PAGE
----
Home Alt Forums Daily Practice Routine #1 How To Improvise Over a Major Scale??

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    Hey Johnny, I guess you’ve been real busy on lots of stuff but wondering how far away the new lessons might be. I have been making improvisation part of my warmup by just making up small melodic ideas with a scale and building on that with variations using quavers, crochets and repeating notes. It’s pretty cool when you can tell little stories that sound good but the only trouble is I make up a nice combination but cant remember it the next day. I took to recording them so I could try and play it again by ear.

    Question: I have found the blues scales are much easier to do this with and when I use a major scale, apart from there just being more notes, the ability to make a logical melodic idea seems harder so is this to do with ‘wrong” notes and “right” notes and the correct combinations of these? I gather this might be all answered in the upcoming lessons.


    You’re on the right track Dazza. I’m partial to blues scales as well but as you’ll see with the major scale improve course, it will open up a lot more things for us to play with. As great as the blues scales are, sometimes they either just don’t work over something or they limit us and so getting good with them AND the stuff you’ll learn with the major scale will make you ready for just about anything!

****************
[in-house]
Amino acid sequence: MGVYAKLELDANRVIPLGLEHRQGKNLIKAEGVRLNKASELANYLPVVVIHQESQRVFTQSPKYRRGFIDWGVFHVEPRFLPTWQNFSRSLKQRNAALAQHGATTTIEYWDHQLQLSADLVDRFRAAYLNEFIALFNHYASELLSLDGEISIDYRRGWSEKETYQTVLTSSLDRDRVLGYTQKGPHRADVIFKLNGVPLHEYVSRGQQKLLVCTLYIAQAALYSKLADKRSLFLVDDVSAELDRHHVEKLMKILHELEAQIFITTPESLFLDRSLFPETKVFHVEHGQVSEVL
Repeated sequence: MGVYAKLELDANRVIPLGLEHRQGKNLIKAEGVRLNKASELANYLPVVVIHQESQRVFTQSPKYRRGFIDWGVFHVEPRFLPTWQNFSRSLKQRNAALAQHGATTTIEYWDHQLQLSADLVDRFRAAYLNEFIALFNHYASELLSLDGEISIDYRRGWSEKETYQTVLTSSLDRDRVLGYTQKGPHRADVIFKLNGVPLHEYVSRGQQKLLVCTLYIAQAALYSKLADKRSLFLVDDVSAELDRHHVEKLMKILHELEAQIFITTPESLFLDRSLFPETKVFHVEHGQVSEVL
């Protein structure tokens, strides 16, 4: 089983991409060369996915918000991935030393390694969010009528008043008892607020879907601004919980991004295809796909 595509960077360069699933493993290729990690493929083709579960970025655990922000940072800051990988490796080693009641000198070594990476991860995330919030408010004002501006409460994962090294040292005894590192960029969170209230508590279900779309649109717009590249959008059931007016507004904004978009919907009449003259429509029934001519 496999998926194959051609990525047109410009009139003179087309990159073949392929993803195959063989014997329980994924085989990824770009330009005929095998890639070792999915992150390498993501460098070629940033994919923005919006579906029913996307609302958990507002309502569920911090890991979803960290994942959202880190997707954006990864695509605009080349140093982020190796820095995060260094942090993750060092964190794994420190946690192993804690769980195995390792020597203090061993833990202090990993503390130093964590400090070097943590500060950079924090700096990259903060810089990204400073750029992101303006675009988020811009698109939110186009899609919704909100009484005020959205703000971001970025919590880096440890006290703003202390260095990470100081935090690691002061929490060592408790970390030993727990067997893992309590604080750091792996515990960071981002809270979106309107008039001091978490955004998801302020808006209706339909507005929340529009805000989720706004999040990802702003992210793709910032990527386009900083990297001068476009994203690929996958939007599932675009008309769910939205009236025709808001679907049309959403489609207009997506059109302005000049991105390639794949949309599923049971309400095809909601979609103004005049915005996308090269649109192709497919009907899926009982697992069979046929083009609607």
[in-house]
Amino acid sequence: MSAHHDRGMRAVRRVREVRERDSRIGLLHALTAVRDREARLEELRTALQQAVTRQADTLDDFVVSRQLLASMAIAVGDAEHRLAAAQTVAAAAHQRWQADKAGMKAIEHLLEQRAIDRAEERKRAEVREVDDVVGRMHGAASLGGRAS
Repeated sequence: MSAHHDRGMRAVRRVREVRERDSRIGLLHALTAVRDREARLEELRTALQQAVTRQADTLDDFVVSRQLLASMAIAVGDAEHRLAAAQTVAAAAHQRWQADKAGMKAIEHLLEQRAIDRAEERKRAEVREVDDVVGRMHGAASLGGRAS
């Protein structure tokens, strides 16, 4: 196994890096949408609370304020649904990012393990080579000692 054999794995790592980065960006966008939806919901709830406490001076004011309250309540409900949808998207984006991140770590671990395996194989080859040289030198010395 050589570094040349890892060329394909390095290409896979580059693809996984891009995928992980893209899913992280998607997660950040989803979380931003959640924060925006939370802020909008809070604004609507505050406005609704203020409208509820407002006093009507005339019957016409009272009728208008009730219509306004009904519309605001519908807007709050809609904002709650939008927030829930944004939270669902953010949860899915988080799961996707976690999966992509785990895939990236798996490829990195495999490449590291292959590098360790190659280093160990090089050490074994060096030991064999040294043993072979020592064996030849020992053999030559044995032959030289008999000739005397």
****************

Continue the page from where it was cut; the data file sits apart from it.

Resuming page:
I would have had it finished and available already but some things came up, the biggest was some required updates for the site which turned into a whole new theme upgrade and revamping of the site which is what I’m in the middle of now. It’s hard to predict how long these things can take because I’m working on it every day plus I have to hire out some technical work to others and have to wait on them etc. Anyway, you will see the fruits of all this work in the coming weak or 2 (fingers crossed). As soon as all is running smoothly again the first thing I will wrap up is the Major Scale Improve Course. Which by the way will be using “What Does It Take” as our working example.

    Michael Bishop

    Hey Dazza–I was having the same problem that you speak of regarding coming up with some cool licks/riffs in improvising only to forget them the next day–it is super cool and great fun when we come up with a lick/riff that works and we can call our own; not so fun when we forget what those licks were the next day though like you so well said…it’s frustrating regardless of what scale we’re working in. I’ve been working on the Green Onions in 2 different keys with a goal to really emphasizing those key notes that Johnny speaks of in Killer Blues and so I started keeping some blank sheet music paper next to me on the desk or somewhere close to me so that I can jot down a lick/riff that sound good and works–cheap and efficient way to help us remember those licks/riffs.

    I’m so thankful that Johnny is coming out with another Blues course–combine that will the Killer Blues he already has and that’s A LOT to take in, but that’s all the much better too. If you look on youtube for videos dealing with Improvising, you’ll find videos on where they will show you the scale, tell you what it is, etc. but they leave it at that. They don’t break it down and show you how to apply those things in your own playing like Johnny does.


    One thing that I think is awesome to do in a major song is something you can do at the end. If you’re in the key of “C” for tenor or whatever, and the band or track ends on the Bb concert chord, an awesome note sequence to do is to play the third, then go down to the minor third, major second, and then end on the tonic. The notes in “C” would be E, Eb, D, C in a sort of quick sequence. It’s different than just playing the pure major stuff, and it sounds really cool! 🙂


    ya good one… you can even add the Db between the D and C and make it a chromatic run.

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